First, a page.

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Mechanisms of Evolution

Beyond Darwin and Neo-Darwinism

Substitution

Substitution mutations involve the replacement of one or more nucleotides with an equal number of different nucleotides – most substitutions involve a change in only one nucleotide (point mutations, single nucleotide polymorphisms).

Transition mutations involve the substitution of a pyrimidine nucleotide for a pyrimidine, or a purine nucleotide for a purine. Transversion mutations involve switching between a pyrimidine nucleotide and a purine.

Substitution mutations generate silent, missense, or nonsense mutations depending upon the consequences of the substitutions. Silent mutations code for the same amino acid in the protein; missense for different amino acids, which may or may not alter the activity of a protein; and, nonsense for a stop codon, which alters the code to that for a truncated protein. Accordingly, substitution mutations can be neutral, beneficial, or deleterious.

Missense point mutations can transform the Ras proto-oncogene into the Ras oncogene. Mutations of Ras proto-oncogenes are common → H-RAS, N-RAS, and K-RAS oncogenes. Inappropriate activation of the Ras gene plays a key role in signal transduction, proliferation, and malignant transformation. Mutagenic mutation alters the Ras protein so that the GTPase reaction can no longer be stimulated by GAP, increasing the half life of active Ras-GTP mutants and ensuring that this molecular switch remains 'on'. Unchecked proliferation occurs because mutations that prevent GTP hydrolysis favor constitutive activation as RAS-GTP. The commonest neoplastic mutations are at the 12 (G to T transversion, GlyVal) → GAP insensitive, and the 61 positions → stabilizing against GTP hydrolysis.
 Table Mechanisms of Biological Evolution :  Gene Regulation in E.coli :

2 GUIDE

Blogger qtr said...

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Blogger qtr said...

Allopatric speciation occurs when a geographical barrier sub-divides a parent species, resulting in geographic and reproductive isolation such that the descendent species can no longer interbreed upon removal of the barrier.


Anagenesis differs from cladogenesis in that one species progressively transforms into a replacement species when sufficient gene mutations fix in the descendant population. At this point, the ancestral species has become extinct. This mechanism is distinct from the increase in numbers of species generated by cladogenetic branching events.

Cladogenesis is the mechanism of speciation in which one or more lineages (clades) arise from an ancestral line. Such speciation events increase the variety of plants or animals through branching of the phylogenetic tree. Cladogenesis is differentiated from anagenesis, which is the in toto replacement of one species by an anatomically distinct species.

Monophyletic taxon or clade: an accurate grouping of only (opp. polyphyletic) and all (opp. paraphyletic) descendents of a shared common ancestor. A monopyletic group is genetically homogeneous and reflects evolutionary relationships.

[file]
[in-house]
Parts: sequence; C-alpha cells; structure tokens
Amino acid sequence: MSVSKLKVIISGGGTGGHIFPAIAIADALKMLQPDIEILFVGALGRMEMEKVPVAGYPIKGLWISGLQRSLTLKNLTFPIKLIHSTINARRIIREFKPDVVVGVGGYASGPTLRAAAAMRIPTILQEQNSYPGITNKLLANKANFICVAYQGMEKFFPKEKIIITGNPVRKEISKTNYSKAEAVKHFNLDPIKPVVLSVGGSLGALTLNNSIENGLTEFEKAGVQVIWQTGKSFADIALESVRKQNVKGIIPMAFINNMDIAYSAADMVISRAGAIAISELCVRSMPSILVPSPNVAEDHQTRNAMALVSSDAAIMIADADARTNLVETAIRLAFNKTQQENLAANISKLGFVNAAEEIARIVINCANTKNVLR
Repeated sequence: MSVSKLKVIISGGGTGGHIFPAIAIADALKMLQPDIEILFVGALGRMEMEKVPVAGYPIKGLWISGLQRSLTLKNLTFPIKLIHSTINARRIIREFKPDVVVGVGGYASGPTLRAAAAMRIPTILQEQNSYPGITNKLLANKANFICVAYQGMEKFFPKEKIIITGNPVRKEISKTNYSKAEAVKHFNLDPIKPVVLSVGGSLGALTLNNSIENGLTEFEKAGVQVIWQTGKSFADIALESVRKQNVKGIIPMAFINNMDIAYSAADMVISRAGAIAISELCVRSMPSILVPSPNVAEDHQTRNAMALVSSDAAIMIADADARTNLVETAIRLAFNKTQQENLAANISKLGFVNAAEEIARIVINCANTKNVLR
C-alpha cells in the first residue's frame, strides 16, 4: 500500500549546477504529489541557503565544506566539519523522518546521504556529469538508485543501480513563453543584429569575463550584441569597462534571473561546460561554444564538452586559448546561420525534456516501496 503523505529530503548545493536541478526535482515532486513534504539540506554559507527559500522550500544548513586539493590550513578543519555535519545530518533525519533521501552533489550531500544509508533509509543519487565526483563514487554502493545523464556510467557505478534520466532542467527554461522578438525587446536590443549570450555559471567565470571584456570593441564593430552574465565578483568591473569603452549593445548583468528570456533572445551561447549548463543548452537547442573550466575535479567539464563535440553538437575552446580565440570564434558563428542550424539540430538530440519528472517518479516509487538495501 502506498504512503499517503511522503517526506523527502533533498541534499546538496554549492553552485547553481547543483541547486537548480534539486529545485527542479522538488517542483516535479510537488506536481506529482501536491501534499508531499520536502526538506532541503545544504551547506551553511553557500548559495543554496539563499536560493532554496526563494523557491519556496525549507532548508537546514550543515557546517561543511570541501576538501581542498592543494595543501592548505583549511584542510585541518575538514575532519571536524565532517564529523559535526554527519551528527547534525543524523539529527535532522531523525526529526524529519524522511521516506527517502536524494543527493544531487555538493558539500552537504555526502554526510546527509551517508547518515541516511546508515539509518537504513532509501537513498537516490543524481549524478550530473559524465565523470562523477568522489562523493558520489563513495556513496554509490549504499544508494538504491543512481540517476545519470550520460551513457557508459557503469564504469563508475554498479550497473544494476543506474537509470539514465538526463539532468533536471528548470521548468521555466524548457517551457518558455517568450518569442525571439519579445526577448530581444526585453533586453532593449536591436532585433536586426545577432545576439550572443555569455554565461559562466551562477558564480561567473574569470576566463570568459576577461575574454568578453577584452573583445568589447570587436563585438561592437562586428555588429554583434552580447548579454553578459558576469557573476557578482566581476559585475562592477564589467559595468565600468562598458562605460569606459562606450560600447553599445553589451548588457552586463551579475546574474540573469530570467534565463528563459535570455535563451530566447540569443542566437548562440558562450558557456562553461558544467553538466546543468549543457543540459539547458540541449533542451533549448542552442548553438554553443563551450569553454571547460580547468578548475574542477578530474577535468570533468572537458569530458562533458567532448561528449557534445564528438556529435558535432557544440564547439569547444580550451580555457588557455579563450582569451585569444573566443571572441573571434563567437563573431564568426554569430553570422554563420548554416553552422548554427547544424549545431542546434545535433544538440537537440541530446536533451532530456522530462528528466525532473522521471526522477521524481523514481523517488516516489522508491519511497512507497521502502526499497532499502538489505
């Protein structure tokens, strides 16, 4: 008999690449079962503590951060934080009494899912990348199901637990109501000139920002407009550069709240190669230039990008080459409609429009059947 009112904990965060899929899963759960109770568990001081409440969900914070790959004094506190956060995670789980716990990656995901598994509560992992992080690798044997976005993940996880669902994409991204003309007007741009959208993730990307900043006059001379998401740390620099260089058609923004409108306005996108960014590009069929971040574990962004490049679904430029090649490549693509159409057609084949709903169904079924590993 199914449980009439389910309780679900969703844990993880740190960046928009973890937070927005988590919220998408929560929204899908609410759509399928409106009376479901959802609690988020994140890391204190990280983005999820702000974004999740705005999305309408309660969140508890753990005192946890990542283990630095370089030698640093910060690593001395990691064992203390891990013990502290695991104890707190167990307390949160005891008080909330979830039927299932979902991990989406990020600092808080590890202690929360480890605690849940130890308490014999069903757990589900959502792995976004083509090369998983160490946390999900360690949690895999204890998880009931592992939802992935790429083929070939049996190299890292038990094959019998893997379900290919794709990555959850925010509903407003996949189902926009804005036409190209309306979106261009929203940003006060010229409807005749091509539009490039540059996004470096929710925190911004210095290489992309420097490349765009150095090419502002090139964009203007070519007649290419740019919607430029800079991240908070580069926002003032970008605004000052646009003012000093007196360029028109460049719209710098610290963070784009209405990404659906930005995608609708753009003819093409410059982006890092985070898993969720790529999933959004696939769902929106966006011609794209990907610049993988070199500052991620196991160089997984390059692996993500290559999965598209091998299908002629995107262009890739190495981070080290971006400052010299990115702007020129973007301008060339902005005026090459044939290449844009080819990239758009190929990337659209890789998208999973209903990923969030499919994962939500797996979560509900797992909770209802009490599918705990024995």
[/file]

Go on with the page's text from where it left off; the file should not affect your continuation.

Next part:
Paraphyletic taxon or clade: a monophyletic group that excludes one or more discrete groups descended from the most recent common ancestral species of the entire group. Other descendent species of the most recent common ancestor have been excluded from the paraphyletic taxon, usually because of morphologic distinctiveness.

Phenetic system: groupings of organisms based on mutual similarity of phenotypic (physical and chemical) characteristics. Phenetic groupings may or may not correlate with evolutionary relationships.


Phylogenetic system: groups organisms based on shared evolutionary heritage. DNA and RNA sequencing techniques are considered to give the most meaningful phylogenies.

Phylogenetic separation into evolutionary relationships (clades), based on comparison of genomes is likely to supplant phenotypical (phenetic) taxonomies of the prokaryotes.

Peripatry (paripatry) is a subset of allopatry in which an isolated group has a smaller population than the parent group. Ernst Mayr introduced the term. Peripatric speciation occurs when the smaller sub-group of a species enters a novel niche within the range of the parent species, becoming geographically and reproductively isolated. Peripatric speciation (paripatric) is distinguished from allopatric speciation by the smaller size of the isolate group, and from sympatric speciation, which involves no barrier to breeding.

Polyphyletic taxon: opposite to monophyletic taxon: A polyphyletic group is mistakenly or improperly erected on the basis of homoplasy.—characteristics that have arisen despite not sharing a common ancestor. Homoplasy arises because of convergent evolution, parallelism, evolutionary reversals, horizontal gene transfer, or gene duplications. Polyphyletic taxa are genetically heterogeneous because members do not share a common ancestor.

Neontology is a branch of biology that emphasizes the study of modern biota (living or recent organisms) rather than fossilized organisms (paleontology).

Numerical Taxonomies are a common approach to phenetic taxonomy that employ a number of phenotypic characteristics to generate similarity coefficients that may be mapped in dendrograms. Groupings based on numerical taxonomy may or may not correlate with evolutionary relationships.

Taxonomies aim to group organisms according to shared characteristics against the background of biological diversity.

Sympatry involves no geographical separation of sub-populations of individuals. Sympatric speciation events occur most often in plants by the mechanism of polyploidy in which the number of chromosomes is doubled or tripled. John Maynard Smith proposed a model called disruptive speciation, in which homozygotes might have greater fitness than heterozygotes under some environmental conditions.

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